Climate cycles and sea level change also have been linked to shifts in Earth's orbit that occur every 21,000 years or so, but work by William Thompson, an ocean and climate-change scholar at Woods Hole Oceanographic Institution, and Steven Goldstein of the Lamont-Doherty Earth Observatory at Columbia University, found sea levels change too often to be explained solely by the planet's orbital cycles.
"The only reasonable thought is that all of it has to be driven by climate change," Thompson told UPI's Climate. "Sea level was 120 meters (395 feet) lower 20,000 years ago. As climate warmed between then and now, most of that glacial ice melted and sea level rose to the current level."
In a paper published in the April 15 issue of the journal Science, Thompson and Goldstein described how they studied fossil corals from Barbados, using a new method to calculate the colonies' ages. Their research not only offers a warning about the chance of unexpectedly rapid changes in sea level, but also proposes a clever way to conduct future studies using radiometric dating of fossilized coral.
"One of the important messages in this paper is that this is a fresh approach," Thompson said. "If you put some isotopes in a box, then seal it and come back later to open the box, then count the parent isotopes and the daughters, by looking at the ratio, you can see how long the box has been sealed."
This offers a theoretical way to date the corals: counting their slow radioactive decay products.
Up to now, the trouble has been that corals do not sit in a closed box -- they live in an open system, with other sources of decay products. The two researchers were able to rewrite the equations to account for these external factors and determine the corals' ages more precisely. This can be an important tool in climate research, because coral forms close to the sea surface and therefore the age of the coral gives a good approximation of sea level at that point.
Sea level changes because the oceans either gain or lose water, and most of that water originates from or comprises glaciers and polar ice caps.
If, for instance, the entire Greenland ice sheet melted, it would raise the level of the world's oceans about 23 feet (7 meters). At present, most of the observed change in sea level is originating not from ice melting, but from thermal expansion of the oceans -- as the waters warm, they expand and take up more space.
The glaciers and ice caps constitute enormous systems so scientists generally thought they would be slow to respond to climate change. Recent research such as Thompson's and Goldstein's, however, indicates warming may have a more rapid impact.
"Our records show that sea level change happens much more frequently," Thompson said, and added the accumulations he has measured are still slow by most human measurements: perhaps a centimeter a year.
"If you have a house on the beach and someone tells you that the sea level is going to rise 10 meters (33 feet), you would be worried," Thompson said, "but if it only occurs at the rate of about a centimeter a year for 1,000 years, that's the same thing. In the perspective of a human lifetime, you may not see a change. A thousand years is a long time, but it's within our historical memory."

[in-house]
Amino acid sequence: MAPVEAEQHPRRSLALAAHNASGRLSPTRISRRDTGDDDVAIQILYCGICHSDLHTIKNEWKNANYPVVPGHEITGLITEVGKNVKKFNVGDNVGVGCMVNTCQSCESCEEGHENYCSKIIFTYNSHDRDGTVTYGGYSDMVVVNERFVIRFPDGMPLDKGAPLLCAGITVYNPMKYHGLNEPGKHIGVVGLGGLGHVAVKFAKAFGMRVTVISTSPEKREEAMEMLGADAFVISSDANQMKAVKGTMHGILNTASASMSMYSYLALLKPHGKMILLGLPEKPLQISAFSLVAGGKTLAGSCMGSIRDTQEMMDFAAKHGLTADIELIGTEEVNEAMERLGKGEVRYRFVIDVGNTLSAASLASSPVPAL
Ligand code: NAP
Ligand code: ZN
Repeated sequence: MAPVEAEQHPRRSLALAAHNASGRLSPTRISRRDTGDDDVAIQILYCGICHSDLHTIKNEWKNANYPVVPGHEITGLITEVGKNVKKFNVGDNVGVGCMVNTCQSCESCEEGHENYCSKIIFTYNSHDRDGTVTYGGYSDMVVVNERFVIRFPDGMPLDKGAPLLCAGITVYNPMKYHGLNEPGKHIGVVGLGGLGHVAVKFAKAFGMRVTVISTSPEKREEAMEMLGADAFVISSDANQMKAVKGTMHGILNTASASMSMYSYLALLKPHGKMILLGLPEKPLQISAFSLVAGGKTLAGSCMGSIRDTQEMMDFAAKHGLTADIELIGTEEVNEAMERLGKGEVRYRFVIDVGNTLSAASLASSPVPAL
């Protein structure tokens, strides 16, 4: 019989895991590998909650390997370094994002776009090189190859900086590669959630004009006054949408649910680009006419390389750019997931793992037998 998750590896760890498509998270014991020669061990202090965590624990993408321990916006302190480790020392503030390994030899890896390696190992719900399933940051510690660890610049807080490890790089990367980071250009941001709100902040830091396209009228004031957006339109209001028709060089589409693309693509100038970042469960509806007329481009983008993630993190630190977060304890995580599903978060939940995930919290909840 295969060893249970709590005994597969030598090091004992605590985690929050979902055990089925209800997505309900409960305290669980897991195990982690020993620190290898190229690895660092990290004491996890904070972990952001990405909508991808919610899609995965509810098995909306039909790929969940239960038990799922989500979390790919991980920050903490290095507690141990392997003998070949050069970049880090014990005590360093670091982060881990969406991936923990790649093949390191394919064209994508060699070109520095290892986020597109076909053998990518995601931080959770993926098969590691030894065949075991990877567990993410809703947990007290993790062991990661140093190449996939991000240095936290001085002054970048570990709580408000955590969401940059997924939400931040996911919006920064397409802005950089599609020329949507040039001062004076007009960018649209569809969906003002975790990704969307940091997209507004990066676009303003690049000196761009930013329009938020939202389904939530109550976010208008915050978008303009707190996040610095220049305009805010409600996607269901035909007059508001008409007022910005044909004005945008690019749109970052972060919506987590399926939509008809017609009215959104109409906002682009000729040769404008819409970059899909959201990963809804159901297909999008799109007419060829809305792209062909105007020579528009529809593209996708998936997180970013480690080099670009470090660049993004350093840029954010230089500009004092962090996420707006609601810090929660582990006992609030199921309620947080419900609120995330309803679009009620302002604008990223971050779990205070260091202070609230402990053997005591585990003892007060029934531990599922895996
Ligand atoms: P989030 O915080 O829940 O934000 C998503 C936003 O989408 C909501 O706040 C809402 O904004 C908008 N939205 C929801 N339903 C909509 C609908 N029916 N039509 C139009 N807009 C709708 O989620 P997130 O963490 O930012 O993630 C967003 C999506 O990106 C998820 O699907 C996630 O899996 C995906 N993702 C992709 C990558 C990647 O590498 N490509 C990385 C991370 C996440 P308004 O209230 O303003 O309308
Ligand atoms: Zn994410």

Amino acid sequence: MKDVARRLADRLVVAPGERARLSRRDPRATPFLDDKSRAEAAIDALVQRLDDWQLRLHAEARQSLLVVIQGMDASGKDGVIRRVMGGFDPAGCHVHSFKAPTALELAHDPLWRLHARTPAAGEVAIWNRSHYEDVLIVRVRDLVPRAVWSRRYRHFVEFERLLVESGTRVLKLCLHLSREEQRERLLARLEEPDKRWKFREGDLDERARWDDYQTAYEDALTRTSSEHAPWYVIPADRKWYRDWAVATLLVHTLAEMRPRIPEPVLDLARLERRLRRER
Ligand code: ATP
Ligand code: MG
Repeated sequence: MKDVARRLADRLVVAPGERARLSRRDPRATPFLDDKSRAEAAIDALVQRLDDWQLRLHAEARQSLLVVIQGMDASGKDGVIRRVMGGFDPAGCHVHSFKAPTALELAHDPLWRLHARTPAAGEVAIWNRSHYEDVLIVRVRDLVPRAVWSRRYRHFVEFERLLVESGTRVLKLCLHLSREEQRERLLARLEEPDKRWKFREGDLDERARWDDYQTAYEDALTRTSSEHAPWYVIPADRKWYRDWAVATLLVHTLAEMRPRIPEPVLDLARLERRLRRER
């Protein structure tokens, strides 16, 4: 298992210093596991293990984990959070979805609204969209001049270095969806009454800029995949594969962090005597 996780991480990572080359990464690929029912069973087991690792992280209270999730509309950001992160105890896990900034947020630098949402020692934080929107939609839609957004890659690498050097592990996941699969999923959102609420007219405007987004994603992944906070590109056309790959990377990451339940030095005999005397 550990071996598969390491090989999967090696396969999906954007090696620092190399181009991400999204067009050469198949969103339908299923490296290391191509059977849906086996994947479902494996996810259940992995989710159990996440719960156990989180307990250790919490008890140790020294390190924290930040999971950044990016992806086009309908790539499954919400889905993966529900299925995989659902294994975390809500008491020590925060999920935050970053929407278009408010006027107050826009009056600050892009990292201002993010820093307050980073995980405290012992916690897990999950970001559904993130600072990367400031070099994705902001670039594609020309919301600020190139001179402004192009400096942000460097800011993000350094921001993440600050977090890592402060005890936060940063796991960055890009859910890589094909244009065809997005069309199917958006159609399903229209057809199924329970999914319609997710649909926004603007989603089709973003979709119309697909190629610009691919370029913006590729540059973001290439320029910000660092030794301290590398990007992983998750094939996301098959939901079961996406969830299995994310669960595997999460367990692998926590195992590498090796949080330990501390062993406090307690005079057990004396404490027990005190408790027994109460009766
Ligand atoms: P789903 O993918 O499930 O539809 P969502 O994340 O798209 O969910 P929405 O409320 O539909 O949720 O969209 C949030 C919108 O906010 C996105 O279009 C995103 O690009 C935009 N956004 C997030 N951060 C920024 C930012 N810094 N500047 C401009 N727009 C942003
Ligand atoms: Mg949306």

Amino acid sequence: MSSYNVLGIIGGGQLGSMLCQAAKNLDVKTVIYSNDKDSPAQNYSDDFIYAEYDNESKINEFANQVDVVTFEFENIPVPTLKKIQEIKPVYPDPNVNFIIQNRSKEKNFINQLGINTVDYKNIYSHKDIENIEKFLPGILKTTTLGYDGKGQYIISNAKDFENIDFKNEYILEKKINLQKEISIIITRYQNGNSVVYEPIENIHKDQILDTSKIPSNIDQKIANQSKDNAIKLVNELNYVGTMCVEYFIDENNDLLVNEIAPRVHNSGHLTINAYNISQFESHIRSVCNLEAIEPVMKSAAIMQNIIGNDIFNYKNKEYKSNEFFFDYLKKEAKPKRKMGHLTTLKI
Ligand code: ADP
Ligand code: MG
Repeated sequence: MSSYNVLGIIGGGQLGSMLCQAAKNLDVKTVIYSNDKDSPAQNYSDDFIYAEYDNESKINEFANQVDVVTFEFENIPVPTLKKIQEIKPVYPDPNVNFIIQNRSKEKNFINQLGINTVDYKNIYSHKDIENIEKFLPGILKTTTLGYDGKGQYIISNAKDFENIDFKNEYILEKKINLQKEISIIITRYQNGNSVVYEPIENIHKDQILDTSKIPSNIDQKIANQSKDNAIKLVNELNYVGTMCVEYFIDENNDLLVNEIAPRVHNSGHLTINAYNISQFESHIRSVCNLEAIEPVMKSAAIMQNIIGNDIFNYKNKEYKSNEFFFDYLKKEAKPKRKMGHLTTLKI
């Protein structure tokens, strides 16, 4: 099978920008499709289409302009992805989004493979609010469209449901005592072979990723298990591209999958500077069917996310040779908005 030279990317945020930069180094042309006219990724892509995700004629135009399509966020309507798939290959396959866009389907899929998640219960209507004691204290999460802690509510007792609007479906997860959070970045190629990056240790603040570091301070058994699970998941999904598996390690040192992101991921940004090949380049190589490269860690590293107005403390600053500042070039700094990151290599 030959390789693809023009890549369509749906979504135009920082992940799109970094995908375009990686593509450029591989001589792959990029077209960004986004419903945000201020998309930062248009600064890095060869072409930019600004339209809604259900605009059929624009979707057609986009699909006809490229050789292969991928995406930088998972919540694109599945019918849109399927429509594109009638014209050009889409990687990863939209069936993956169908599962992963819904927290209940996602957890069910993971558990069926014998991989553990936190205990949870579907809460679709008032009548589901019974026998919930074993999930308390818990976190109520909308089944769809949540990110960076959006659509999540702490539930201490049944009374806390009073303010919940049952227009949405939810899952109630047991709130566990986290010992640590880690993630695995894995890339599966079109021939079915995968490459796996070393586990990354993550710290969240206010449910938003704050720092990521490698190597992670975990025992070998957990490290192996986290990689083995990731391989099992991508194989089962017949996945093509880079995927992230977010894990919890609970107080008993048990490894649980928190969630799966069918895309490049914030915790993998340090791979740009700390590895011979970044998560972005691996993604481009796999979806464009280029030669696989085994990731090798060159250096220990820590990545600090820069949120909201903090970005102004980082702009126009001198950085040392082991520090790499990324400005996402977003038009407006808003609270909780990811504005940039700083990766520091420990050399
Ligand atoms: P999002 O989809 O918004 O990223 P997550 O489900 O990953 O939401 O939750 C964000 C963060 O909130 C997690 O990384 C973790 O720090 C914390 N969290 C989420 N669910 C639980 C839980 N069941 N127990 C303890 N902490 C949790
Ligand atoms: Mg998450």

Prasad Gogineni, a professor of electrical engineering and computer science at the University of Kansas, has been studying the Antarctic ice caps from satellite data. The loss of the west Antarctic ice sheet has the potential to raise sea level by about 5 meters (16 feet), and both east and west Antarctic ice sheets by 70 meters (230 feet)."
No one is yet predicting the loss of these ice caps, but they are behaving differently than predicted in the most recent reports by the Intergovernmental Panel on Climate Change.
"There is concern that sea level will rise faster than it has been rising," Gogineni told Climate. "The current thinking is that the ice sheets are contributing more than the IPCC is measuring in their earlier models, but the errors are so large, that there is a lot of work to be done to get better models."
He said current evidence is that outflow is exceeding the accumulation. The IPCC models in 2001 predicted the Antarctic ice sheet actually would expand under the global warming scenario, "but the evidence right now is that it is thinning."
A paper in the March 5 issue of Science Express by Hans Oerlemans, professor of meteorology at Utrecht University in the Netherlands, has found a dramatic decrease in glacier extent worldwide since about 1850.
"The worldwide retreat of many glaciers during the last few decades is frequently mentioned as a clear and unambiguous sign of global warming," Oerlemans wrote.
The changing climate seems to be having a profound effect on the dynamics of ice. The Larsen B ice shelf in Antarctica collapsed dramatically in 2002, for instance. The sheet was floating already, so it did not itself affect sea level, but because it had acted like a stopper in a bottle for the glaciers on the Antarctic Peninsula, they soon began to speed up their flow into the ocean.
"Glaciers that were tributaries to the ice shelf accelerated -- not just slowly, but almost immediately by glacier standards," said Ted Scambos, a glaciologist at the Snow and Ice Data Center in Denver. "Within one year of having this ice shelf break away, the rates in the lower parts of the glaciers were five to eight times as fast as they had been. There was a major reorganization of the stresses that control glacier flow."
A warming climate in Antarctica, Scambos said, "is going to initiate a large, rapid change in the mass balance of the ice sheet."
Climate is a weekly series examining the latest science and issues related to global climate change, by veteran environmental reporter Dan Whipple. E-mail: firstname.lastname@example.org